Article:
How to Make a Phosphate Buffer

These buffers can be used for biological applications at near neutral pH

Chemistry set
••• Yuji Kotani/Photodisc/Getty Images

What makes phosphate buffers stand out? Firstly, because it contains three acidic protons, phosphoric acid has multiple dissociation constants and can be used to create buffers for either of the three corresponding pHs.

The three pKa values for phosphoric acid (from the CRC Handbook of Chemistry and Physics) are 2.16, 7.21 and 12.32. Monosodium phosphate and its conjugate base, disodium phosphate are usually used to generate buffers of pH values around 7, for biological applications, as shown here.

Making this buffer is a bit harder than making TAE and TBE buffers. It is not extremely hard, however. Simply average. It should take about 10 minutes to whip up this buffer. Here's how.

1. Decide on the Buffer Properties

Before making a buffer, you should first know what molarity you want it to be, what volume to make and what the desired pH is. Most buffers work best at concentrations between 0.1 M and 10 M. The pH should be within 1 pH unit of the acid/conjugate base pKa. For simplicity, this sample calculation will be for 1 liter of buffer.

2. Determine the Ratio of Acid to Base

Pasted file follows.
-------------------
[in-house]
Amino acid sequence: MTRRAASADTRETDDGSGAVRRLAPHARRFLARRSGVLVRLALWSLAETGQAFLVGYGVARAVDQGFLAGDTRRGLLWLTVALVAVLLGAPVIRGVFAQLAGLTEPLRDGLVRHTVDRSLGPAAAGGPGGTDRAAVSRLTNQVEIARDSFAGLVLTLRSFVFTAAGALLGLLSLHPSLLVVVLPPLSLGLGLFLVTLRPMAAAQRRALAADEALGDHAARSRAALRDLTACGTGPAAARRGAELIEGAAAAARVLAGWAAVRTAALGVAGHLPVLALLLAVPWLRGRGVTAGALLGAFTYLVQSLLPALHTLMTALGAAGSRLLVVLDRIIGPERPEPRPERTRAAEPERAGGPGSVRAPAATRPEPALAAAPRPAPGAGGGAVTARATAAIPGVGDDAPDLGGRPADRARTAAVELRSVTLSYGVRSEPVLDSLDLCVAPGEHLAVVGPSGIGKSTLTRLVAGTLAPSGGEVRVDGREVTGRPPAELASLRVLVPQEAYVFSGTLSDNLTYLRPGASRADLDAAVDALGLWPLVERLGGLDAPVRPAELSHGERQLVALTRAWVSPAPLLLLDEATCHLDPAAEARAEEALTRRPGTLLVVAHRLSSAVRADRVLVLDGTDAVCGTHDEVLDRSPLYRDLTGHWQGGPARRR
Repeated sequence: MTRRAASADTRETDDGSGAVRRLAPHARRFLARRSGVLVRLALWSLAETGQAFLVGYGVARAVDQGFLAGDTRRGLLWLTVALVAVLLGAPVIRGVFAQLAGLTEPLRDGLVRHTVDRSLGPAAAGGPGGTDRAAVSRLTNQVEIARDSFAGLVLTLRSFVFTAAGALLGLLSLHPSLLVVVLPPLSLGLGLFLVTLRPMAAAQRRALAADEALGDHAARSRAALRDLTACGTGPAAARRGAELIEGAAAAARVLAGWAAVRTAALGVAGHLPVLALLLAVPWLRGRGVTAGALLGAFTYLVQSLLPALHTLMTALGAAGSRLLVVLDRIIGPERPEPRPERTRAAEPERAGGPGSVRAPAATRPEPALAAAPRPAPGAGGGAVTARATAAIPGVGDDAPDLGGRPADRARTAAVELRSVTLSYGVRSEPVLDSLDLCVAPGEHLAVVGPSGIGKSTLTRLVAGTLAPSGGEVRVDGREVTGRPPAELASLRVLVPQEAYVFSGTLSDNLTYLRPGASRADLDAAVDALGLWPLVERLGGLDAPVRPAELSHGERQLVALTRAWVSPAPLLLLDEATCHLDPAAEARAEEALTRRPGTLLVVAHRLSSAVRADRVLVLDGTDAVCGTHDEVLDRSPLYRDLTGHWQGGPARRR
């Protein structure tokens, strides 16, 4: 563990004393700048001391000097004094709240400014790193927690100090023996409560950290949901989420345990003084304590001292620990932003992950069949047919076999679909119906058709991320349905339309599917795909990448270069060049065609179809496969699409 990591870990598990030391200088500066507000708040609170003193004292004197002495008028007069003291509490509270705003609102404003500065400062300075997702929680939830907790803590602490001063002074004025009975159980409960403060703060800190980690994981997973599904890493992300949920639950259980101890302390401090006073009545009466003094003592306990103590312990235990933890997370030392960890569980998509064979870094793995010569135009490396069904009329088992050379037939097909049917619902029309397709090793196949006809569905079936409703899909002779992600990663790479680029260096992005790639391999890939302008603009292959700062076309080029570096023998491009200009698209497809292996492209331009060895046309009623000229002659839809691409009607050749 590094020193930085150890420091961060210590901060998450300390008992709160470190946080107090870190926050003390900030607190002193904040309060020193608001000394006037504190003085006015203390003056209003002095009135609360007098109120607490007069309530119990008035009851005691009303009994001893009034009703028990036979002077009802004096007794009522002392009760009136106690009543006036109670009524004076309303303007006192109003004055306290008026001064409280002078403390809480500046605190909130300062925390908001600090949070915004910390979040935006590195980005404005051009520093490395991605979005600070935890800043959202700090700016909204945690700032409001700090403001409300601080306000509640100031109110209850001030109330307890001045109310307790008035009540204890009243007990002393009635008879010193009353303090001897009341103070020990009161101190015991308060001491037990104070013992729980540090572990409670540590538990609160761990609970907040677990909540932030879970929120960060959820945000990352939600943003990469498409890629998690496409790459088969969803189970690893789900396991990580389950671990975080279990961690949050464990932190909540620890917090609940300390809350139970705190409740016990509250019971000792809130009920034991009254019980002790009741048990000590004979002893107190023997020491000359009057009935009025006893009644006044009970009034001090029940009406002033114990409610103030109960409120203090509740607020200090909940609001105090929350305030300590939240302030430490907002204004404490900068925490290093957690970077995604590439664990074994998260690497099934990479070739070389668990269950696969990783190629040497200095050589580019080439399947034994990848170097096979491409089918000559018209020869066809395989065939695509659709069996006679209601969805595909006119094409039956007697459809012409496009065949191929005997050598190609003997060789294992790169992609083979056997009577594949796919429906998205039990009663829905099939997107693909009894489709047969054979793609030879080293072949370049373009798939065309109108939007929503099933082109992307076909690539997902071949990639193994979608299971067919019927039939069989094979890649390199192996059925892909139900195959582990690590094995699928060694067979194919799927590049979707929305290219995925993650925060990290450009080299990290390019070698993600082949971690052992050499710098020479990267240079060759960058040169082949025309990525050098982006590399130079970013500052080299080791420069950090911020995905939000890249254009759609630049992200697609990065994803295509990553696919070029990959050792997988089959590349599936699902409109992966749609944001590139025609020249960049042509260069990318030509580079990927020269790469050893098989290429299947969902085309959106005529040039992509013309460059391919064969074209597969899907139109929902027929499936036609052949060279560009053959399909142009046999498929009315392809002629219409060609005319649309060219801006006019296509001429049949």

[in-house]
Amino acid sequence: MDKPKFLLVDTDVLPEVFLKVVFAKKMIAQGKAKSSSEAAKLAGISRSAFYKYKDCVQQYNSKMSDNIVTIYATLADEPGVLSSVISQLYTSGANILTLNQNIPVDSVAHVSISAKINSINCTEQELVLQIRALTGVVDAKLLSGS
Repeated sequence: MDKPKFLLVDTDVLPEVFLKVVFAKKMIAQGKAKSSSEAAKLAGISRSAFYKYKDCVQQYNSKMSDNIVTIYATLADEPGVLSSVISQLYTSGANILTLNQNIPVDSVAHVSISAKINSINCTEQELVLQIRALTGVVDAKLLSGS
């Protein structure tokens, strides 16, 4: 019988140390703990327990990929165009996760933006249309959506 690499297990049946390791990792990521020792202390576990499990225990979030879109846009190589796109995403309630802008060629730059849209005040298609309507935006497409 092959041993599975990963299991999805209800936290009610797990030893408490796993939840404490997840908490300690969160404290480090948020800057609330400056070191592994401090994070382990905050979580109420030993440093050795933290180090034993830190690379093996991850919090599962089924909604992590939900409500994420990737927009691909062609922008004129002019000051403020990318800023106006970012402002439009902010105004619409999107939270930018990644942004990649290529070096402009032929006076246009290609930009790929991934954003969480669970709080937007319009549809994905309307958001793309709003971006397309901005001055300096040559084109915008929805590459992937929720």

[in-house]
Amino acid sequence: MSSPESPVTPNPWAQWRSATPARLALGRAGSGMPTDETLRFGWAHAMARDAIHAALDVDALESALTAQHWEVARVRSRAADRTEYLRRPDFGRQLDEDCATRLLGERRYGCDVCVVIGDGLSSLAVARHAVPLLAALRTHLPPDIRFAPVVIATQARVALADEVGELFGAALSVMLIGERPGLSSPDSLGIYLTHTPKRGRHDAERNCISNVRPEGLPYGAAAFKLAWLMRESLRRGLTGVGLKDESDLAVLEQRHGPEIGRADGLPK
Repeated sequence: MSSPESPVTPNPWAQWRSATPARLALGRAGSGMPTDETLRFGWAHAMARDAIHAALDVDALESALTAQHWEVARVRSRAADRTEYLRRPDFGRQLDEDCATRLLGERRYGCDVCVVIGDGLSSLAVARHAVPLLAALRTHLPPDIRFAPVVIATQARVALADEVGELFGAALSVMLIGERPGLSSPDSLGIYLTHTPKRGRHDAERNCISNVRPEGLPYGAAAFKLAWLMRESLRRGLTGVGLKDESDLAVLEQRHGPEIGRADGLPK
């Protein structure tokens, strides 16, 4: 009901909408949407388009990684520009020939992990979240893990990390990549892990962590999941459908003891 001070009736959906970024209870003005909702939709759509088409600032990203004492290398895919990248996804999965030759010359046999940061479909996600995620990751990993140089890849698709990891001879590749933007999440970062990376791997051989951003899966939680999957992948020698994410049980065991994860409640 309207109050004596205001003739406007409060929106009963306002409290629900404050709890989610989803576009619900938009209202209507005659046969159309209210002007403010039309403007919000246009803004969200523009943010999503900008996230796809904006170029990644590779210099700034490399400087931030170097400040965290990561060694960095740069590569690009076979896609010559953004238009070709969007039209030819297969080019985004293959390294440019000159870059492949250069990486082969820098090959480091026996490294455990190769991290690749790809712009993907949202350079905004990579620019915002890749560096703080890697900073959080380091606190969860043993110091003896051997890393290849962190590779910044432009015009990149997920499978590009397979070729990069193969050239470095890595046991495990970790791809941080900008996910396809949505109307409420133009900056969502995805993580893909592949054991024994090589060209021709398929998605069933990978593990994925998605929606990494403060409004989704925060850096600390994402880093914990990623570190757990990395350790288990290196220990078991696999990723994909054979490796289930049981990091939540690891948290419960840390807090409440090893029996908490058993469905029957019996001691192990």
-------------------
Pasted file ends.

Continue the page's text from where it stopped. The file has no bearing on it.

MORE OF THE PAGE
Use the Henderson-Hasselbalch equation (below) to determine what ratio of acid to base is required to make a buffer of the desired pH. Use the pKa value nearest your desired pH and the ratio will refer to the acid-base conjugate pair that corresponds to that pKa.

HH Equation: pH = pKa + log ([Base]/[Acid])

For a buffer of pH 6.9, [Base]/[Acid] = 0.4898

Substitute for [Acid] and Solve for [Base]

The desired molarity of the buffer is the sum of [Acid] + [Base].

For a 1 M buffer, [Base] + [Acid] = 1 and [Base] = 1 - [Acid]

By substituting this into the ratio equation, from step 2, you get:

[Acid] = 0.6712 moles/L

Solve for [Acid]

Using the equation: [Base] = 1 - [Acid], you can calculate that:

[Base] = 0.3288 moles/L

3. Mix the Acid and Conjugate Base

After you've used the Henderson-Hasselbalch equation to calculate what ratio of acid to base is required for your buffer, prepare just under 1 liter of solution using the correct amounts of monosodium phosphate and disodium phosphate.

4. Check the pH

Use a pH probe to confirm that the correct pH for the buffer is reached. Adjust slightly as necessary, using phosphoric acid or sodium hydroxide (NaOH).

5. Correct the Volume

Once the desired pH is reached, bring the volume of buffer to 1 liter. Then dilute the buffer as desired. This same buffer can be diluted to create buffers of 0.5 M, 0.1 M, 0.05 M or anything in between.

6. Tips for the Buffer

Remember that pKa is not easily measured to an exact value. Slightly different values might be available in the literature from different sources.

7. What You Need

To make the buffer, you'll need three substances, while the remaining materials are equipment. The substances are monosodium phosphate, disodium phosphate, and phosphoric acid or sodium hydroxide to adjust pH.

You'll also need a pH meter and probe and appropriate labware. This includes a volumetric flask, graduated cylinders, beakers and stir bars.

Lastly, you'll need a stirring hotplate.